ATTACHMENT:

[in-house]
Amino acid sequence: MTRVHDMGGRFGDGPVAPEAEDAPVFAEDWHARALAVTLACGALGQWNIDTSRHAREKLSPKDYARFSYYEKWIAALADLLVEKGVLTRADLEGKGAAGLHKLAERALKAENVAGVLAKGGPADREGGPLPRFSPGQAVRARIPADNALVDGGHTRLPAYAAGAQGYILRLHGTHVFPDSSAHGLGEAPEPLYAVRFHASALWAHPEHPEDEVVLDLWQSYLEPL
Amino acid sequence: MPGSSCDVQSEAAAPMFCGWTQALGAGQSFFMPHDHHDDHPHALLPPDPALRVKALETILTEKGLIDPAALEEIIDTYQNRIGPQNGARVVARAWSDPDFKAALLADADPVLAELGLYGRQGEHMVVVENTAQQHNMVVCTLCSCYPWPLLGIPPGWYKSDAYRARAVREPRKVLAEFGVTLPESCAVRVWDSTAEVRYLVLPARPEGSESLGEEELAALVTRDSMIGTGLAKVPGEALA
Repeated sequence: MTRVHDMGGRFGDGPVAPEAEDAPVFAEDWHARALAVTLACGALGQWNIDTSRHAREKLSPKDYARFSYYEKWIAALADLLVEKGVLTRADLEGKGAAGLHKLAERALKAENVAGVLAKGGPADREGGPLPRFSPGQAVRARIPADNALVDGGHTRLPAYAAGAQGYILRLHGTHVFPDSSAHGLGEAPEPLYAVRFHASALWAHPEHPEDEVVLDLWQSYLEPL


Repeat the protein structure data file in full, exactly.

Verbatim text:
[in-house]
Amino acid sequence: MTRVHDMGGRFGDGPVAPEAEDAPVFAEDWHARALAVTLACGALGQWNIDTSRHAREKLSPKDYARFSYYEKWIAALADLLVEKGVLTRADLEGKGAAGLHKLAERALKAENVAGVLAKGGPADREGGPLPRFSPGQAVRARIPADNALVDGGHTRLPAYAAGAQGYILRLHGTHVFPDSSAHGLGEAPEPLYAVRFHASALWAHPEHPEDEVVLDLWQSYLEPL
Amino acid sequence: MPGSSCDVQSEAAAPMFCGWTQALGAGQSFFMPHDHHDDHPHALLPPDPALRVKALETILTEKGLIDPAALEEIIDTYQNRIGPQNGARVVARAWSDPDFKAALLADADPVLAELGLYGRQGEHMVVVENTAQQHNMVVCTLCSCYPWPLLGIPPGWYKSDAYRARAVREPRKVLAEFGVTLPESCAVRVWDSTAEVRYLVLPARPEGSESLGEEELAALVTRDSMIGTGLAKVPGEALA
Repeated sequence: MTRVHDMGGRFGDGPVAPEAEDAPVFAEDWHARALAVTLACGALGQWNIDTSRHAREKLSPKDYARFSYYEKWIAALADLLVEKGVLTRADLEGKGAAGLHKLAERALKAENVAGVLAKGGPADREGGPLPRFSPGQAVRARIPADNALVDGGHTRLPAYAAGAQGYILRLHGTHVFPDSSAHGLGEAPEPLYAVRFHASALWAHPEHPEDEVVLDLWQSYLEPL